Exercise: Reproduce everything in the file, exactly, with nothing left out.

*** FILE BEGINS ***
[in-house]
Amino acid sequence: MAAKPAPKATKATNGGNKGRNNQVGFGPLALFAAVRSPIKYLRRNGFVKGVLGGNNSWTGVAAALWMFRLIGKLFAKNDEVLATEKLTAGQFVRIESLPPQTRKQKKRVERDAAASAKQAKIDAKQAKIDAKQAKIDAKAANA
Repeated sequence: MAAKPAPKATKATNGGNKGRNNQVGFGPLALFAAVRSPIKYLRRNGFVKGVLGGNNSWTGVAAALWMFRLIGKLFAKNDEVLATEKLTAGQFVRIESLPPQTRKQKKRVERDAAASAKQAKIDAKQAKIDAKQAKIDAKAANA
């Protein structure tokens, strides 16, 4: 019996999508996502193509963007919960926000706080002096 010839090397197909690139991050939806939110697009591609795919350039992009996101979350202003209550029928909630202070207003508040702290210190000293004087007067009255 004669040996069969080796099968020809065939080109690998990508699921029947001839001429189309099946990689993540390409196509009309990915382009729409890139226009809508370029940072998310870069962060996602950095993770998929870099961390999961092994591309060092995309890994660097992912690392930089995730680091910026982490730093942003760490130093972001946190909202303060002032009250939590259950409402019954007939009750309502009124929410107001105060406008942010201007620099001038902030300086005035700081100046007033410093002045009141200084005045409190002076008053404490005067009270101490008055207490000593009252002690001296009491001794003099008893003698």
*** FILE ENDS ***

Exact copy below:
[in-house]
Amino acid sequence: MAAKPAPKATKATNGGNKGRNNQVGFGPLALFAAVRSPIKYLRRNGFVKGVLGGNNSWTGVAAALWMFRLIGKLFAKNDEVLATEKLTAGQFVRIESLPPQTRKQKKRVERDAAASAKQAKIDAKQAKIDAKQAKIDAKAANA
Repeated sequence: MAAKPAPKATKATNGGNKGRNNQVGFGPLALFAAVRSPIKYLRRNGFVKGVLGGNNSWTGVAAALWMFRLIGKLFAKNDEVLATEKLTAGQFVRIESLPPQTRKQKKRVERDAAASAKQAKIDAKQAKIDAKQAKIDAKAANA
């Protein structure tokens, strides 16, 4: 019996999508996502193509963007919960926000706080002096 010839090397197909690139991050939806939110697009591609795919350039992009996101979350202003209550029928909630202070207003508040702290210190000293004087007067009255 004669040996069969080796099968020809065939080109690998990508699921029947001839001429189309099946990689993540390409196509009309990915382009729409890139226009809508370029940072998310870069962060996602950095993770998929870099961390999961092994591309060092995309890994660097992912690392930089995730680091910026982490730093942003760490130093972001946190909202303060002032009250939590259950409402019954007939009750309502009124929410107001105060406008942010201007620099001038902030300086005035700081100046007033410093002045009141200084005045409190002076008053404490005067009270101490008055207490000593009252002690001296009491001794003099008893003698």